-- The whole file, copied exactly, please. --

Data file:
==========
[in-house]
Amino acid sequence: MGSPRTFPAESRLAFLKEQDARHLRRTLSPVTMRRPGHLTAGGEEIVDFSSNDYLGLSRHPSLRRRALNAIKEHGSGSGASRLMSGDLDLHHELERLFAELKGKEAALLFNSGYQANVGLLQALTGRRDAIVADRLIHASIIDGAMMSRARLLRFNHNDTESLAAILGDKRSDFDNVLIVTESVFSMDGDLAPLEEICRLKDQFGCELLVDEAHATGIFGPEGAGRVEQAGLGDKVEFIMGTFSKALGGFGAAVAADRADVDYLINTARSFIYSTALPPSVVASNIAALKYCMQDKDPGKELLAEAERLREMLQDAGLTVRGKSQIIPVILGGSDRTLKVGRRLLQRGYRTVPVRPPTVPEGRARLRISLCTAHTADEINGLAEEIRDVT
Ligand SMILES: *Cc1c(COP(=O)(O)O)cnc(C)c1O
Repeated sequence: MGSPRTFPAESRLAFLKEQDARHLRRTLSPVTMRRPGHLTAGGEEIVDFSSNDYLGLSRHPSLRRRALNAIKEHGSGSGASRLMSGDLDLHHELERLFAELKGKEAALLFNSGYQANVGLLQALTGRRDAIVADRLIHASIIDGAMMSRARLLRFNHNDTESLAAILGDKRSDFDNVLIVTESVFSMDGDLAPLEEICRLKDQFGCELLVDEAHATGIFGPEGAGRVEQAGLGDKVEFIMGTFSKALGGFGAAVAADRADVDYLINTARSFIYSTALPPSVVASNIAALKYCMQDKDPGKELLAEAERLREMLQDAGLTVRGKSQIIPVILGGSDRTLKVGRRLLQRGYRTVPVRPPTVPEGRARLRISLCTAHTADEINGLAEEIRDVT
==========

[in-house]
Amino acid sequence: MGSPRTFPAESRLAFLKEQDARHLRRTLSPVTMRRPGHLTAGGEEIVDFSSNDYLGLSRHPSLRRRALNAIKEHGSGSGASRLMSGDLDLHHELERLFAELKGKEAALLFNSGYQANVGLLQALTGRRDAIVADRLIHASIIDGAMMSRARLLRFNHNDTESLAAILGDKRSDFDNVLIVTESVFSMDGDLAPLEEICRLKDQFGCELLVDEAHATGIFGPEGAGRVEQAGLGDKVEFIMGTFSKALGGFGAAVAADRADVDYLINTARSFIYSTALPPSVVASNIAALKYCMQDKDPGKELLAEAERLREMLQDAGLTVRGKSQIIPVILGGSDRTLKVGRRLLQRGYRTVPVRPPTVPEGRARLRISLCTAHTADEINGLAEEIRDVT
Ligand SMILES: *Cc1c(COP(=O)(O)O)cnc(C)c1O
Repeated sequence: MGSPRTFPAESRLAFLKEQDARHLRRTLSPVTMRRPGHLTAGGEEIVDFSSNDYLGLSRHPSLRRRALNAIKEHGSGSGASRLMSGDLDLHHELERLFAELKGKEAALLFNSGYQANVGLLQALTGRRDAIVADRLIHASIIDGAMMSRARLLRFNHNDTESLAAILGDKRSDFDNVLIVTESVFSMDGDLAPLEEICRLKDQFGCELLVDEAHATGIFGPEGAGRVEQAGLGDKVEFIMGTFSKALGGFGAAVAADRADVDYLINTARSFIYSTALPPSVVASNIAALKYCMQDKDPGKELLAEAERLREMLQDAGLTVRGKSQIIPVILGGSDRTLKVGRRLLQRGYRTVPVRPPTVPEGRARLRISLCTAHTADEINGLAEEIRDVT